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J Trauma Acute Care Surg. 2013 Aug;75(2):207-11. doi: 10.1097/TA.0b013e31829de5d1.

A comprehensive five-step surgical management approach to penetrating liver injuries that require complex repair.

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1
Departamento de Cirugía, Fundación Valle del Lili, Cali, Colombia. ordonezcarlosa@gmail.com

Abstract

BACKGROUND:

The objective of this study was to describe a comprehensive five-step surgical management approach for patients with penetrating liver trauma based on our collective institutional experience.

METHODS:

A prospective consecutive study of all penetrating liver traumas from January 2003 to December 2011 at a regional Level I trauma center in Cali, Colombia, was conducted.

RESULTS:

A total of 538 patients with penetrating thoracoabdominal trauma were operated on at our institution. Of these, 146 had penetrating liver injuries that satisfied the inclusion criteria for surgical intervention to manage their hepatic and/or associated injuries. Eighty-eight patients (60%) had an American Association for the Surgery of Trauma-Organ Injury Scale (AAST-OIS) of Grade III (54 patients, 37%), Grade IV (24 patients, 16%), and Grade V (10 patients, 7%). This group of patients required advanced "complex" techniques of hemostasis such as the Pringle maneuver (PM), perihepatic liver packing (PHLP), and/or hepatotomy with selective vessel ligation (SVL). The focus of our study was this subgroup of patients, which we further divided into two as follows: those who required only PM + PHLP (55 patients, 63%) to obtain control of their liver hemorrhage and those who required PM + PHLP + SVL (33 patients, 37%). Of the patients who required PM + PHLP + SVL, 10 (27%) required ligation of major intrahepatic branches, which included suprahepatic veins (n = 4), portal vein (n = 4), retrohepatic vena cava (n = 1), and hepatic artery (n = 1). The remaining 23 patients (73%) required direct vessel ligation of smaller intraparenchymal vessels. The overall mortality was 15.9% (14 of 88), with 71.4% (10 of 14) related to coagulopathy. Mortality rates for Grade III was 3.7% (2 of 54), for Grade IV was 20.8% (5 of 24), and for Grade V was 70% (7 of 10). The mortality in the PM + PHLP + SVL group was higher compared with the PM + PHLP group (12 [36.4%] vs. 2 [3.6%], p = 0.001].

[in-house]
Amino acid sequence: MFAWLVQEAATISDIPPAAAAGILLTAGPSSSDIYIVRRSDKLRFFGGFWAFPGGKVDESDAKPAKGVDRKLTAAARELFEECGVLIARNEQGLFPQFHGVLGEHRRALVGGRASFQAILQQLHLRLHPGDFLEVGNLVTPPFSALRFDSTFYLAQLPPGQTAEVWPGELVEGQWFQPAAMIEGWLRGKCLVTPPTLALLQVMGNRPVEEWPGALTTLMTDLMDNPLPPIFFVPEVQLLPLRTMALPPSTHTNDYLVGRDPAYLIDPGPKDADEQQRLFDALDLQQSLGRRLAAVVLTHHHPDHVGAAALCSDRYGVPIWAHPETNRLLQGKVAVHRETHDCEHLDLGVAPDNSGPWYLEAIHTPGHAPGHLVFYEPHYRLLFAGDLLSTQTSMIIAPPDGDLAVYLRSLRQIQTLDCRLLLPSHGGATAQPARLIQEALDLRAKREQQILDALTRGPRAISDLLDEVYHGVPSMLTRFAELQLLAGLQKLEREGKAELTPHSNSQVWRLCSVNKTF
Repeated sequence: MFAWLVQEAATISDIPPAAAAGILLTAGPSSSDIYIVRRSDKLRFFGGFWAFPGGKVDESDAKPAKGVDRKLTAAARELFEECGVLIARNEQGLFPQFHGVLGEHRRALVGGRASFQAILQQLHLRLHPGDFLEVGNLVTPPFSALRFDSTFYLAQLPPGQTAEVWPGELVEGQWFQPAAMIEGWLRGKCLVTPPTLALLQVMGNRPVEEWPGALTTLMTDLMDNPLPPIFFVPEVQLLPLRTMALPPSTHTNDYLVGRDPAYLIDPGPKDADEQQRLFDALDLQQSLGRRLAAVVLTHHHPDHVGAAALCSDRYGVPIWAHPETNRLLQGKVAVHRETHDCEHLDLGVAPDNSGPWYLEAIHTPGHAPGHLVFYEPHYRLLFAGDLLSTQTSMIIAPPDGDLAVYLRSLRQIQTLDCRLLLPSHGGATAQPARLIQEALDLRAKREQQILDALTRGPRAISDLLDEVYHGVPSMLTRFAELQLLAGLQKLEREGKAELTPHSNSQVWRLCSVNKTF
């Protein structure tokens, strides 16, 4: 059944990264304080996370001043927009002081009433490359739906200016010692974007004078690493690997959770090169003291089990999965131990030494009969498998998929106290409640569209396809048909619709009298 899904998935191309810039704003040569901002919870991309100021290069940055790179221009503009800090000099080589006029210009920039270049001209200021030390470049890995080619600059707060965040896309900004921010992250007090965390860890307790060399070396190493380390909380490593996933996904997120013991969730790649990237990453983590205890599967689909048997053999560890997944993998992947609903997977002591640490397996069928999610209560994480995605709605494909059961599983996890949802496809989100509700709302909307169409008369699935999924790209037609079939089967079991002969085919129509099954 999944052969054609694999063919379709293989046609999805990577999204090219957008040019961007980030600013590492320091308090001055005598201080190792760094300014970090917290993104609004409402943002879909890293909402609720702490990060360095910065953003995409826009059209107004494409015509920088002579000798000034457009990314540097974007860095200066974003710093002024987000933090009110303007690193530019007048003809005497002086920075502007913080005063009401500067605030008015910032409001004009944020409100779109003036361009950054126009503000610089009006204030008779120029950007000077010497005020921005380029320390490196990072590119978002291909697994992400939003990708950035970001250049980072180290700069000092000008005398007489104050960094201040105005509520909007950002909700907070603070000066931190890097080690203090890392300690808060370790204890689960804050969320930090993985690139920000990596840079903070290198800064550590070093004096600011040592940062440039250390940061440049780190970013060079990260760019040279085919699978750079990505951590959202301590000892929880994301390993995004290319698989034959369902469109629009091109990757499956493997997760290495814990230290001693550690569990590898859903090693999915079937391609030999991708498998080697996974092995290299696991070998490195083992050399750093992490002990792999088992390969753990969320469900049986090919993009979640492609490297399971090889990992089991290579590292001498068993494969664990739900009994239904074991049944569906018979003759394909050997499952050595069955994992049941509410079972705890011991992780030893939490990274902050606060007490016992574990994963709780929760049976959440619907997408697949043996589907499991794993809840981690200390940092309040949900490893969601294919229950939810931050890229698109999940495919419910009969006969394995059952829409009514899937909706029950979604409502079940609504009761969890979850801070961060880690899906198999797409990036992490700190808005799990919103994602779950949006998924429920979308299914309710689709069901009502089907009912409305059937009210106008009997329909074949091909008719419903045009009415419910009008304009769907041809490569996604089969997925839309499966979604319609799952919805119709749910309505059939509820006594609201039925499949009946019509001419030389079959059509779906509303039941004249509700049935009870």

CONCLUSION:

For those patients who fail to respond to PM + PHLP and/or those who have AAST-OIS penetrating liver injuries, Grades IV and V would benefit from immediate intraparenchymal exploration and SVL.

PMID:
23887559
DOI:
10.1097/TA.0b013e31829de5d1
[Indexed for MEDLINE]
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